“The full puppy syndrome.”
That’s how Jenice Powell, registered dietician, describes the student experience in the new Ondine dining room when it starts serving lunches and dinners to students Sept. 19. Powell is director of resident dining for the facility. She explained that the daily menu will be varied, expansive and geared to an “all you can eat” philosophy.
At the moment, the interior of the new dining hall resembles a work in progress, although booths are in, the kitchen is in place and the serving line is anchored. Workmen continue to saw and hammer as the construction nears its final identity. Much of the interior will retain a slightly unfinished look.
“We’re aiming for a semi-industrial feeling,” said John Eckman, associate director of auxiliary services. He pointed to one steel-plated wall, which will remain unfinished. Seismic braces also will remain in open view. The ceilings, Eckman said, will retain a combination look of decorated and rough finished. The effect, he said, will be one of wooden clouds overhead.
Students will enter the dining room on the first floor of the Ondine through a massive open entrance. They will face an interior that offers both booths and open tables. Tables and chairs will be movable. Huge outside windows will lend a spacious air to the hall.
The serving line will consist of a series of installations offering varying menu choices in which the diner can pick and choose or try them all.
The first serving station is called “foods from home.” It will feature classic homestyle selections like meatloaf, carved turkey, carved ham and familiar vegetables. Next to that station will sit a pizza feature, and next to that a grill and deli station. Vegan, vegetarian and earth-friendly food will also be featured.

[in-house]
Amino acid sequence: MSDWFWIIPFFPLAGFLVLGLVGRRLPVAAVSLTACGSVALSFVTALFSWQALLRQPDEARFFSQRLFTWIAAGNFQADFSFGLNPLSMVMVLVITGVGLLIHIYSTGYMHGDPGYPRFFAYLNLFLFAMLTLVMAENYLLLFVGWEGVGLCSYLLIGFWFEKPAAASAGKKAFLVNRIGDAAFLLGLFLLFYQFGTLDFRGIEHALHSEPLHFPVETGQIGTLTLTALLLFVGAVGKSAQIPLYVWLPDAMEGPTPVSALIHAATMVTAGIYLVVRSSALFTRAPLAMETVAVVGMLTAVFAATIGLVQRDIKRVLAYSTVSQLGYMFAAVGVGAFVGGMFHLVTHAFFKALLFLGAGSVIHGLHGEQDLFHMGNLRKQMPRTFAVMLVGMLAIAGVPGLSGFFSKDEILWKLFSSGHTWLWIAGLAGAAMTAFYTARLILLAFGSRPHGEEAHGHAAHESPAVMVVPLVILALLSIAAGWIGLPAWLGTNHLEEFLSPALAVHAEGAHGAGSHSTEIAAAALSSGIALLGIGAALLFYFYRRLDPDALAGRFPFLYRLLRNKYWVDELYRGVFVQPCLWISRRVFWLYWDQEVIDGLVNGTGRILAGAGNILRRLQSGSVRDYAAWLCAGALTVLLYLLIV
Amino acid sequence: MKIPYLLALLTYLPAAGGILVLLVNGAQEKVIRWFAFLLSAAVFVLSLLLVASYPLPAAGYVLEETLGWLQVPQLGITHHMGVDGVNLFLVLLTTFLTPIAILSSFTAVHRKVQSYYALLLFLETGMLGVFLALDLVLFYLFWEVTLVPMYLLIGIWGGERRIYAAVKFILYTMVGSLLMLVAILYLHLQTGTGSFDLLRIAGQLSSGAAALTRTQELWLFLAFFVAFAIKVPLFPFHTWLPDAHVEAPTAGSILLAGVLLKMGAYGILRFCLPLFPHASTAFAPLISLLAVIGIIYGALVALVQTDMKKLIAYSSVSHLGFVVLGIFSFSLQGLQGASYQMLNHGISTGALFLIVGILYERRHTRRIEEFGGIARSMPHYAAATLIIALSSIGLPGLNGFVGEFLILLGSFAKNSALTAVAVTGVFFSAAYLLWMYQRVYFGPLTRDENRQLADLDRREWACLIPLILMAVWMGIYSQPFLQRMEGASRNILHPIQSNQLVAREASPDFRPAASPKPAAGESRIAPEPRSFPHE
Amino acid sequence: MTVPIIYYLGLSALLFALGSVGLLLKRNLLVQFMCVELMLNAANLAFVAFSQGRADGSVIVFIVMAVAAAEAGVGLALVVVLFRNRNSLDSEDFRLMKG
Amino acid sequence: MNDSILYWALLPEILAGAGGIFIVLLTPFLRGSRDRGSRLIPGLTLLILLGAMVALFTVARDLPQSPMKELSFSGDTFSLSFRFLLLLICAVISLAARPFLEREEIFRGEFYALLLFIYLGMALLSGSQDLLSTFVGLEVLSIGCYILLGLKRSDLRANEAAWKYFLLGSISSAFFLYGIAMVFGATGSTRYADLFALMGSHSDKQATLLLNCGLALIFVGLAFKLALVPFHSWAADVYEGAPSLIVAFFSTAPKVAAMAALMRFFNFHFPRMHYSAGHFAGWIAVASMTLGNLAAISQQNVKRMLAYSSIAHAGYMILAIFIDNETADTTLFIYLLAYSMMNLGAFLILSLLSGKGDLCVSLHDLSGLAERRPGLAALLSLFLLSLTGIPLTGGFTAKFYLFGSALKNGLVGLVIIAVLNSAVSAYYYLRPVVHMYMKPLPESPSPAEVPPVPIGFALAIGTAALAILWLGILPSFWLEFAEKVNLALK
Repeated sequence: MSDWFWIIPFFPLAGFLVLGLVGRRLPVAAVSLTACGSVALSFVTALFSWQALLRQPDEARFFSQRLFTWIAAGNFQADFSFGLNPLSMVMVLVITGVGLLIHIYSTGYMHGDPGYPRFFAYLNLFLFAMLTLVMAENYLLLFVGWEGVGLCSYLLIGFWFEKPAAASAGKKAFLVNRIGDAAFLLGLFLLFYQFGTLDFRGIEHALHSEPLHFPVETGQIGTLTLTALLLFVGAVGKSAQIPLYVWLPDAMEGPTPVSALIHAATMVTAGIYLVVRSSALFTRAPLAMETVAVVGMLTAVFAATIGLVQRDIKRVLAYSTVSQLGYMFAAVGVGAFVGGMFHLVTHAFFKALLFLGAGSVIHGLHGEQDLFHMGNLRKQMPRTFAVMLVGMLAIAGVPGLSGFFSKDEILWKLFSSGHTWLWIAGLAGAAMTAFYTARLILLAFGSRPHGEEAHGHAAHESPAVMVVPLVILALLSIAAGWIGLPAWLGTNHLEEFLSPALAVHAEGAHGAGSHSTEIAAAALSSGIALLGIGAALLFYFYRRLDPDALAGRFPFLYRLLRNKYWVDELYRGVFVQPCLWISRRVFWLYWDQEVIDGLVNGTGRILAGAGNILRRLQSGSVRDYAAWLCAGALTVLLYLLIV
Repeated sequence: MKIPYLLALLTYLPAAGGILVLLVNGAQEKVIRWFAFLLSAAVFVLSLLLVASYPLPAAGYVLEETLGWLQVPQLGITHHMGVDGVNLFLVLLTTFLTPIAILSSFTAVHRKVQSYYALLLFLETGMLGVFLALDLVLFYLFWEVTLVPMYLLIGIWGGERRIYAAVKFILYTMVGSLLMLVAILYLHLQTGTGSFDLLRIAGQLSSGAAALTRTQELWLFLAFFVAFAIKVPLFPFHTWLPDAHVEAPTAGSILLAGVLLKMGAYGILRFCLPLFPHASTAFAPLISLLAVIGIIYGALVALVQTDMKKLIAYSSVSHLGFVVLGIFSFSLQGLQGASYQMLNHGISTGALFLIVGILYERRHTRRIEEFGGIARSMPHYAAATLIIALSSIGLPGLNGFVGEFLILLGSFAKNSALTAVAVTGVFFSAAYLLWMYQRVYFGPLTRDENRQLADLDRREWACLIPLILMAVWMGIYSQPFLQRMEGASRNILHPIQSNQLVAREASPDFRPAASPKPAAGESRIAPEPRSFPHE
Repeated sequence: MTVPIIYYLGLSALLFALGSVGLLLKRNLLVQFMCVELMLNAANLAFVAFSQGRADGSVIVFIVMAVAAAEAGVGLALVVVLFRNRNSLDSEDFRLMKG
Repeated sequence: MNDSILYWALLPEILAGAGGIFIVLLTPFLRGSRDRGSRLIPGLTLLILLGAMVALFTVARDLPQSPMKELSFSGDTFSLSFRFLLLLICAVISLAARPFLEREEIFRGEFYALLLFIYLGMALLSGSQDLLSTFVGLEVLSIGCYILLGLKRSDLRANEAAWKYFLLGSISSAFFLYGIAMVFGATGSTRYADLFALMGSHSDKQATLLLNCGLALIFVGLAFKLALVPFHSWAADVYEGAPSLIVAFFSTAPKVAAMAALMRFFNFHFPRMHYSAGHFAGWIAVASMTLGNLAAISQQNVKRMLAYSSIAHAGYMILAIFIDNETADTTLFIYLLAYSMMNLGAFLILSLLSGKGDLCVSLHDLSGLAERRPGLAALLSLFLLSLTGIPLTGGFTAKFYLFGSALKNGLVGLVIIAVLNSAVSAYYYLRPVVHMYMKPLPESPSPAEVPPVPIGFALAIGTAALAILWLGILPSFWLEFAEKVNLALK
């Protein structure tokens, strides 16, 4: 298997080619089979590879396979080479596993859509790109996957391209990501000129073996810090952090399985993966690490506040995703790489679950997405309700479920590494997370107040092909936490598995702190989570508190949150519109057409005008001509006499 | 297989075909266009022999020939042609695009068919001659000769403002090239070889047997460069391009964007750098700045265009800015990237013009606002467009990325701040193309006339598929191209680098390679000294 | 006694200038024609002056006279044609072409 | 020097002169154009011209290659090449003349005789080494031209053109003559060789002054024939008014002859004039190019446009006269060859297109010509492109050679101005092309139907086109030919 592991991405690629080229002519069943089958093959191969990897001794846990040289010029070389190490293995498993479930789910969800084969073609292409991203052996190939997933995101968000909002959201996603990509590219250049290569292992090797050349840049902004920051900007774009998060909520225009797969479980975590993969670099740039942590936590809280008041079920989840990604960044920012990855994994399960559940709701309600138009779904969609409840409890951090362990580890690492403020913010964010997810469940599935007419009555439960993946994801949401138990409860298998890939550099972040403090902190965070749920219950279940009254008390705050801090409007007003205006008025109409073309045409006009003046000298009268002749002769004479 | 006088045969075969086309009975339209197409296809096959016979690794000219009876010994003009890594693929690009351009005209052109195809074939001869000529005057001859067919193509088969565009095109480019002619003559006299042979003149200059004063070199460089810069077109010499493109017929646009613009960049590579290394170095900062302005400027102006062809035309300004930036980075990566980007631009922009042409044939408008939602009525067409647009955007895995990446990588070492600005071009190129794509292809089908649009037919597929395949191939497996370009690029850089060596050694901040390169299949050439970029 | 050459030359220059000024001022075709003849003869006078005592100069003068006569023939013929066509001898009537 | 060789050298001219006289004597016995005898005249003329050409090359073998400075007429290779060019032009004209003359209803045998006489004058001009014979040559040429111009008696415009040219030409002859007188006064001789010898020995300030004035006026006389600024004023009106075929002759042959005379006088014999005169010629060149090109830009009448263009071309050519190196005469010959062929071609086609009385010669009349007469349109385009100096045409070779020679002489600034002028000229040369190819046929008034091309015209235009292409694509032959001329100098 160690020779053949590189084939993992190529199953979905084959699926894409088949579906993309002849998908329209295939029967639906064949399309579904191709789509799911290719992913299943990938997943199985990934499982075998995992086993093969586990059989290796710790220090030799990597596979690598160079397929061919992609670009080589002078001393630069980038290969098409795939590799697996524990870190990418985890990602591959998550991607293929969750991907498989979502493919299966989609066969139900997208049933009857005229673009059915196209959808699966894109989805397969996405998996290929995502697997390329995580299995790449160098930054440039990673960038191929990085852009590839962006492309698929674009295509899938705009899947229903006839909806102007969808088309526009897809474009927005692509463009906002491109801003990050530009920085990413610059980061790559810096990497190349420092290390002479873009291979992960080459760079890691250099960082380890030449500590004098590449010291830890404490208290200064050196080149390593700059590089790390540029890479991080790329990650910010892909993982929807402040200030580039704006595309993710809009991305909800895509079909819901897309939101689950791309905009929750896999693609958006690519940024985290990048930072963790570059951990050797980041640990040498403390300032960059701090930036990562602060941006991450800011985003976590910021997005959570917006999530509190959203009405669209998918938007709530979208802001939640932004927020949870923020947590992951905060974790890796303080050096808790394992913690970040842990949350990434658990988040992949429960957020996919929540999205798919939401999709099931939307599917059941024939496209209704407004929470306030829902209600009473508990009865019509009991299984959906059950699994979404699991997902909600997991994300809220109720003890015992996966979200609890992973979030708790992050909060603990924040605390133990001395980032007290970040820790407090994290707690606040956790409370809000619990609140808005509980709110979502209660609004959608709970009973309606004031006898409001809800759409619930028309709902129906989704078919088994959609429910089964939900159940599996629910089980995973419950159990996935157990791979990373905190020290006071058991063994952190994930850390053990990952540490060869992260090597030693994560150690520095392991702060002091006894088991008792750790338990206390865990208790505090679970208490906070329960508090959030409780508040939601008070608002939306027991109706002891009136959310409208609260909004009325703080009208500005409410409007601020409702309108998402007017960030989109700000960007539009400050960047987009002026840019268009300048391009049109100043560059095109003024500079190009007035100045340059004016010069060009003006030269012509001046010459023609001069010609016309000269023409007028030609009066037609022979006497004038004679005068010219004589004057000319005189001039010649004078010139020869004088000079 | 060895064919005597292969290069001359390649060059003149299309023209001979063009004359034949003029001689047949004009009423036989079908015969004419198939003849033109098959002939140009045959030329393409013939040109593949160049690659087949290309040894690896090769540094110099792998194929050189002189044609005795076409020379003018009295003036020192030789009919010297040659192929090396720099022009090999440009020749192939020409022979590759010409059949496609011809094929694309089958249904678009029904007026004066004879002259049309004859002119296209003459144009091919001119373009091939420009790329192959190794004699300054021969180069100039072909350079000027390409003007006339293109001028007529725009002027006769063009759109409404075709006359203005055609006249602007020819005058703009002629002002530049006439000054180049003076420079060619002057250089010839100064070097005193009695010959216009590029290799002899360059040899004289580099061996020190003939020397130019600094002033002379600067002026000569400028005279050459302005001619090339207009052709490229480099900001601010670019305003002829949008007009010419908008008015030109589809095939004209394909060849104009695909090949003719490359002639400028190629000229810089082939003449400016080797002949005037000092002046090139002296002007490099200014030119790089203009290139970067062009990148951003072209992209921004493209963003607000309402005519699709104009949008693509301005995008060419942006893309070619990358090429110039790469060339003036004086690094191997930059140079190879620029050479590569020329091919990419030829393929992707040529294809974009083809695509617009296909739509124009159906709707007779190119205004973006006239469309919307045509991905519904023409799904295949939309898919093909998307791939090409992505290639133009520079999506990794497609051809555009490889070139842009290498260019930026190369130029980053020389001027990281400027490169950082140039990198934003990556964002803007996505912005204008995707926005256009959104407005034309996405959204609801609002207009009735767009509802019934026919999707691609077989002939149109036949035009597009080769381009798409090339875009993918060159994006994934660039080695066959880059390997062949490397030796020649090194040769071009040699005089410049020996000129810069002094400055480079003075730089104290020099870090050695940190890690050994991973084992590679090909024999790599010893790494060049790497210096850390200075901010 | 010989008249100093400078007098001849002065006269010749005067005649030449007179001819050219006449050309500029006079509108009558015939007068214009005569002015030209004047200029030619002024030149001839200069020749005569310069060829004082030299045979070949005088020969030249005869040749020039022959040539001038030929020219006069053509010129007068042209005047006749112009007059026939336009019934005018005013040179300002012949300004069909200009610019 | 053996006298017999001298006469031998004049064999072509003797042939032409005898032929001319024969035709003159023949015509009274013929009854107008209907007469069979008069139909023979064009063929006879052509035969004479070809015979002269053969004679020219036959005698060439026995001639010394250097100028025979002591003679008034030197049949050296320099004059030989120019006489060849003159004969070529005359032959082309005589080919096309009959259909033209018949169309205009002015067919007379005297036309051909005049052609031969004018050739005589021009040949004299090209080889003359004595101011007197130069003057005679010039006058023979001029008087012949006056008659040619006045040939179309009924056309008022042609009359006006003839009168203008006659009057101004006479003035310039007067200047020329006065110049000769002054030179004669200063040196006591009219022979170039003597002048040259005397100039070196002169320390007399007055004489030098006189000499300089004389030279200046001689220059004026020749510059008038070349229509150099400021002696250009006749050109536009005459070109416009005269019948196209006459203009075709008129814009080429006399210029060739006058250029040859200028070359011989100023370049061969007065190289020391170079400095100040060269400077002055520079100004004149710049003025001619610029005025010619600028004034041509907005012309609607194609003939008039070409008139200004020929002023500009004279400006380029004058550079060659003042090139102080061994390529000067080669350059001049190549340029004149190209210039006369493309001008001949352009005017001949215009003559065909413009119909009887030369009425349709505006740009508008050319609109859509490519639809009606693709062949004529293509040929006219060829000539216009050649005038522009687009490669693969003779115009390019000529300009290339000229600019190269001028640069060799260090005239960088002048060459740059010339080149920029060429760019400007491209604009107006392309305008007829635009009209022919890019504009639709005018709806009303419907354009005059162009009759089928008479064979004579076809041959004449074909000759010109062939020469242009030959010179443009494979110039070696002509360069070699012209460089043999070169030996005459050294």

But, explained Powell, eating at the Ondine will not mean fat students. One station will be dubbed the nutrition station, described as the “Balance, Mind, Body and Soul” program that will aim to provide information about what constitutes vegetarian, vegan, carb friendly and well-balanced dietary food choices.
The program is the creation of Sodexho, the company that has taken over the campus food concession. Sodexho considers itself a good match for PSU, pointing to its Sodexho Foundation, started in 1999 and is “committed to being a driving and creative force that constributes to a hunger-free nation.”
Ron Callahan, regional operations manager for the company, will spend six months here to supervise the startup before returning to his home base in Southern California. Callahan explained that the hall will seat 290, with an expected per-meal traffic of 600 diners total.
Lunch Monday through Friday will be served 11 a.m. to 1:30 p.m. and dinner from 5 p.m. to 8 p.m. Saturday and Sunday will have brunch from 10:30 a.m. to 1 p.m. and dinner also 5 p.m. to 8 p.m. Persons who dine at the Ondine must buy one of several available meal plans and faculty and staff may pay by day.
The Ondine service may do some catering and possibly feed some summer conferences, Callahan added. He said when the dining room opens September 19, the public will be invited to inspect the facility.
“Next year we expect to have breakfasts or possibly late morning features,” added Charlie Benson, on-site general manager.
Eckman said the Ondine’s second floor will become classrooms. He also pointed out that as the dining room nears completion, other food services on campus are being renovated. The Meetro coffee shop in the King Albert residence hall has been scoured to the walls and new carpet laid down. However, except for some new paint, the familiar comfort of the Meetro will be restored and it will reopen about September 12.
The University Market on the first floor of Smith Center also is shut down for renovation. Patrons hungry for candy bars are directed to go to Viking bowling and pool in the basement for their treats. University Market is due to reopen on September 26.